W. David Marx — who has contributed several pieces on Japanese Ivy for Ivy-Style.com — has hit the bullseye with his new book “Ametora” (that’s Japanese for “American Trad”). It’s a pioneering piece of research and a deftly handled narrative that traces the ups and downs, misunderstandings and mania for the Ivy League Look that swept Japan in the 1960s. The book also delves into the broader importing (and re-exporting) of American style in general, and finishes with a summary of “Take Ivy” as it reappeared from obscurity on the Internet in 2008.
David is in Boston today for a book party, and last night was in New York for little shindig held at Warby Parker. And he’s one other place as well, namely the pages of this week’s New Yorker, which has a modified excerpt from “Ametora.” The piece is entitled “Stalking The Madras Wearers Of The Ivy League” and recounts what led up to the expensive and wholly improvised trip to America to film and photograph students in their native habitat for “Take Ivy.”
Here’s a teaser:
Whether at Brown, Columbia, or Yale, however, Kurosu notes, “Most students acted like they were completely disinterested in fashion, even if they looked like they cared. They didn’t seem proud of being stylish. They would just say to us dismissively, ‘I just came here to study. I don’t care what I wear.’ ” When Kurosu saw a Yale student with high-water cotton pants, he inquired, “Are really short pants in style?,” only to be told defensively, “I’ve never thought about it. They just shrunk when I washed them.” The production wrapped up at Princeton, where they arrived to find an intramural softball tournament and a wild party hosted at Nassau Hall. And, with that, the VAN team returned home to Japan to figure out how exactly they would turn this footage of dressed-down American students into a promotion for the virtues of Ivy League style.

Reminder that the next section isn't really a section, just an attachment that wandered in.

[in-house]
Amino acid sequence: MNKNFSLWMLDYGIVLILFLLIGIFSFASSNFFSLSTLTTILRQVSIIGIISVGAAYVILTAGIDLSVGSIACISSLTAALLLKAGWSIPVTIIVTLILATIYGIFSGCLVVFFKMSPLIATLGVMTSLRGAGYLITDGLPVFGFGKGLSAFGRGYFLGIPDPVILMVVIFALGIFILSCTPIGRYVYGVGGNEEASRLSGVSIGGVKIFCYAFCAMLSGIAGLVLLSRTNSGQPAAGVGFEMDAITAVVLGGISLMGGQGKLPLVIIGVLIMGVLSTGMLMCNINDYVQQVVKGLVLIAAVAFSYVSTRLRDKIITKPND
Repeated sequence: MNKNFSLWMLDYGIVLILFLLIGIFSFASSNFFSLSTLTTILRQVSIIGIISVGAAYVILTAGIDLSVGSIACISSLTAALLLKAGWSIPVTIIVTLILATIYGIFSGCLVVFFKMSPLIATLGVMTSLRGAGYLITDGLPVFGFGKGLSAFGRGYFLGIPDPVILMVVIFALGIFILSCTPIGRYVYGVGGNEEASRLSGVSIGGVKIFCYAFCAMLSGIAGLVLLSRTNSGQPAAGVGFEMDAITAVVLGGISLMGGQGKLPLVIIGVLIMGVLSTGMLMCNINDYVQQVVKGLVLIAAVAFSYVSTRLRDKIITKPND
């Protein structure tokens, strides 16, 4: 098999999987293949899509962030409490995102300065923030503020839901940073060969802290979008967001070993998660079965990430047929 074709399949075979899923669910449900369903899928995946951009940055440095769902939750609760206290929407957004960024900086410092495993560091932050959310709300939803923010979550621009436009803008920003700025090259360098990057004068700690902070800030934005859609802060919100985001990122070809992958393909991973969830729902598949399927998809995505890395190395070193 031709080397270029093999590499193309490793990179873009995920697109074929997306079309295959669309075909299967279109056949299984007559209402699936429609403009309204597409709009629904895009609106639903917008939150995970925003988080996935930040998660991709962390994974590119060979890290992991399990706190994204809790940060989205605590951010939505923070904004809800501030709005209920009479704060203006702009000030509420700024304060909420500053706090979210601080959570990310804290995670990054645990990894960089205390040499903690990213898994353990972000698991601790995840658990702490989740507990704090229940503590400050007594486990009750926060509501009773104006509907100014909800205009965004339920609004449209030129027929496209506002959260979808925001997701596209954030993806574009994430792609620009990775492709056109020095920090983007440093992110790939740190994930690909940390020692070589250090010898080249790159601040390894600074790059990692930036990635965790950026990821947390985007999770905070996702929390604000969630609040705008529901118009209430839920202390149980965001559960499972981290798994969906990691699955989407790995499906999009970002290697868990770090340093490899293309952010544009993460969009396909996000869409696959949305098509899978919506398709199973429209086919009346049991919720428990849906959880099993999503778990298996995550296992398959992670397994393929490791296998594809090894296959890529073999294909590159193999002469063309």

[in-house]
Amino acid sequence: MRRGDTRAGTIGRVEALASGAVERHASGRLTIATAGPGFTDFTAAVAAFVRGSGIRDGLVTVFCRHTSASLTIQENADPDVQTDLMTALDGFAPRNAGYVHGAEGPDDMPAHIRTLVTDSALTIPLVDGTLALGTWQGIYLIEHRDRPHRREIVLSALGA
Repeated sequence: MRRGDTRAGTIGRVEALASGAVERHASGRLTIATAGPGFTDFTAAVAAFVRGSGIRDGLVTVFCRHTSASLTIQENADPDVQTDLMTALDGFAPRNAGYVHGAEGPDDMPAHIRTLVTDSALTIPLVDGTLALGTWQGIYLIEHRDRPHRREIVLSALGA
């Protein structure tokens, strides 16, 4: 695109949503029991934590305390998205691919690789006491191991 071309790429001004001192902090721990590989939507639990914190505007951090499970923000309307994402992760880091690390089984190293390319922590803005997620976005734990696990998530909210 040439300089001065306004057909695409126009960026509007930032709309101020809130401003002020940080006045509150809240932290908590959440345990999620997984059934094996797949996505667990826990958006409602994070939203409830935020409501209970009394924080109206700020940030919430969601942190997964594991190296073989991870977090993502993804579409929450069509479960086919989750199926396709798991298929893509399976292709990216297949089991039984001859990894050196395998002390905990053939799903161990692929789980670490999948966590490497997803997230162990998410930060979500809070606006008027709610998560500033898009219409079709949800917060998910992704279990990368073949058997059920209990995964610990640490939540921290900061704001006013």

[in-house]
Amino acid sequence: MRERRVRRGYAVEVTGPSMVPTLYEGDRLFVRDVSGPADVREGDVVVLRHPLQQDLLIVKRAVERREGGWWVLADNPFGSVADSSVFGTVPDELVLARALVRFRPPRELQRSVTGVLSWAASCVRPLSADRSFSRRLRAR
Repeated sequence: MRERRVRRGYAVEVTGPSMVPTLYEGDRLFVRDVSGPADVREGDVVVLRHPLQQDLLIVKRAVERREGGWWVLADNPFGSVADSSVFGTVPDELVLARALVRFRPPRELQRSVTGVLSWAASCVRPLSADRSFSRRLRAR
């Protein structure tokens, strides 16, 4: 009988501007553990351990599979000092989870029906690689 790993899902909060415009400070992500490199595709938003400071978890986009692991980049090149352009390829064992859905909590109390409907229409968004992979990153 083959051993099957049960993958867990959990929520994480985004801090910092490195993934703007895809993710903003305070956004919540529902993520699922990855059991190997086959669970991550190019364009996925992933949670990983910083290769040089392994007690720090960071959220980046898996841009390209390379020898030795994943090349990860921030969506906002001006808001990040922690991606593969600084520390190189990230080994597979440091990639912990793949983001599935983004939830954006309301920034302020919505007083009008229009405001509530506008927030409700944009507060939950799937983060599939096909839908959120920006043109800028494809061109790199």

Head over to the New Yorker for the full story, and make sure “Ametora” is on your Christmas list. — CC